Farmers have been attempting to breed whiter wool for some time using quantitative and subjective genetic selection based on phenotypic traits. The improvement of wool colour using this form of selection has achieved limited success. The advent of DNA marker maps has introduced the possibility of more directly relating phenotypic and genetic variation. Work presented here has identified a total of ten potential quantitative trait loci (QTL) that are significant at the suggestive level, and one additional QTL that approached this significance threshold that influence wool colour. There have been five putative QTL identified for base colour or challenge colour brightness. Two QTL affecting challenge colour yellowness was identified, while three QTL identified were linked to predictive colour variation. An additional QTL that affected predictive colour has also been mapped to a non-specific location on chromosome 24. Several further key areas of research need to be addressed before the DNA markers can be developed for use in the improvement of wool colour.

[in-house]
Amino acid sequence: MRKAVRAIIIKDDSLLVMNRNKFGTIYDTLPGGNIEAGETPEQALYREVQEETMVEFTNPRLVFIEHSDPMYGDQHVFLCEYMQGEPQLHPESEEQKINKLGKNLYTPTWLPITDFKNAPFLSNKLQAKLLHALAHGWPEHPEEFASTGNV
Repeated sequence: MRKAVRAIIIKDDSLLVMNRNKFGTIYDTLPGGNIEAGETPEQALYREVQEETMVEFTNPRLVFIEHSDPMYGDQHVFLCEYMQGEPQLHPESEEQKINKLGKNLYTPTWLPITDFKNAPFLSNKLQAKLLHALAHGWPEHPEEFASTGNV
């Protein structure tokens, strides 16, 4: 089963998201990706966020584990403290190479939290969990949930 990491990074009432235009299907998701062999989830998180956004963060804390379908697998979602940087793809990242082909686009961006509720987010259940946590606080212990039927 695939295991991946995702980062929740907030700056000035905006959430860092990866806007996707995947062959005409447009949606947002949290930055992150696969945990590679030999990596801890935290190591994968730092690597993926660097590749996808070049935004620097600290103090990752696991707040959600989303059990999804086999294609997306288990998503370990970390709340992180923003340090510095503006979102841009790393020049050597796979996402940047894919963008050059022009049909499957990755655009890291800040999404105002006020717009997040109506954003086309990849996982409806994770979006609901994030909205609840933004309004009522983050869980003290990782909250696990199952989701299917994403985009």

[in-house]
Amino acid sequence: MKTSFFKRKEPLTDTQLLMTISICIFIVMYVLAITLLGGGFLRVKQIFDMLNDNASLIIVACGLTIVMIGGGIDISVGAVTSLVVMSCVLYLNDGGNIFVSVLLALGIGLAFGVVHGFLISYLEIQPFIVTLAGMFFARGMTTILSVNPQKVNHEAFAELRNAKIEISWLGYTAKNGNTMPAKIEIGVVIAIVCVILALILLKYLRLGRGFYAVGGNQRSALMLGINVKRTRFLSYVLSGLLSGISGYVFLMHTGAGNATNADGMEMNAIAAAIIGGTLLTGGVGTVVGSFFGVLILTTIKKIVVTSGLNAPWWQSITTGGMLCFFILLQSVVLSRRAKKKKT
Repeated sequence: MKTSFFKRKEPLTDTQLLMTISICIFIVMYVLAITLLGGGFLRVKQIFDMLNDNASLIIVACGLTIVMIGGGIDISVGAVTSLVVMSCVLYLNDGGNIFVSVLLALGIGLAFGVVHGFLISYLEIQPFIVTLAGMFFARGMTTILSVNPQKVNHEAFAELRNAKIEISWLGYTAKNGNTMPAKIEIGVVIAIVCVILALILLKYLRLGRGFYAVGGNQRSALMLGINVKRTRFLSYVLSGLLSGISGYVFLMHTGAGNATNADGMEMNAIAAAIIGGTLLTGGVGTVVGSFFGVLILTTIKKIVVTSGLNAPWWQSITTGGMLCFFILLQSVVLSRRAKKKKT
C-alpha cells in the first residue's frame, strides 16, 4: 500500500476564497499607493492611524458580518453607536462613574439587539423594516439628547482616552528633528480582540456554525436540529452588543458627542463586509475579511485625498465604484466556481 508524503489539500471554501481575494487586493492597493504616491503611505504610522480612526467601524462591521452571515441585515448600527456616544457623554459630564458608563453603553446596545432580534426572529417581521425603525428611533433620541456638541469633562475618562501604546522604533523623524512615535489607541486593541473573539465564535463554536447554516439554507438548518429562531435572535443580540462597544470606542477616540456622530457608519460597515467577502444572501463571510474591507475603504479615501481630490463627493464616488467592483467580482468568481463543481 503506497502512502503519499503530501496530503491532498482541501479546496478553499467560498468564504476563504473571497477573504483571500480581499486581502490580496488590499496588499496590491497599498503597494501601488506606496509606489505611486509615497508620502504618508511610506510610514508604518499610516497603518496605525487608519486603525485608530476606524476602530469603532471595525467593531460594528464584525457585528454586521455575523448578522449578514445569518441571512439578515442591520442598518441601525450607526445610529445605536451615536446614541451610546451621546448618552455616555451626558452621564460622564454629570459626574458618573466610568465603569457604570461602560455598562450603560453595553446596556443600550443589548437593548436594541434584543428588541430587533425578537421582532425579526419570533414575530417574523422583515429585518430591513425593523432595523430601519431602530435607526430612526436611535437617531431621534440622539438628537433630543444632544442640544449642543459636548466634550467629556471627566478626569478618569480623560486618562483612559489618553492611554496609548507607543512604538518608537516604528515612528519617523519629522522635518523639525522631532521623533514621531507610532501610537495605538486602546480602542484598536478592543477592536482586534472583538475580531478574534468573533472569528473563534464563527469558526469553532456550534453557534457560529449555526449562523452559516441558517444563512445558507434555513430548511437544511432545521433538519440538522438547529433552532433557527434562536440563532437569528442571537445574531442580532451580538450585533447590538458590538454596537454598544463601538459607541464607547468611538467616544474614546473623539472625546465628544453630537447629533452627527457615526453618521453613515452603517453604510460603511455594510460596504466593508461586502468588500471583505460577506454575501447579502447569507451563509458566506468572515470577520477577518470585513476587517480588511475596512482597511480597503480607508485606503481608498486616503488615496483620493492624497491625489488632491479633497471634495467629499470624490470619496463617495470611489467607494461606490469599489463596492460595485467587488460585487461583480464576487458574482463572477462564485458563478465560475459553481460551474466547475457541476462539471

Proceedings of the New Zealand Society of Animal Production, Volume 61, Christchurch, 104-108, 2001
|Download Full PDF||BibTEX Citation||Endnote Citation||Search the Proceedings|
This work is licensed under a Creative Commons Attribution-NonCommercial-NoDerivatives 4.0 International License.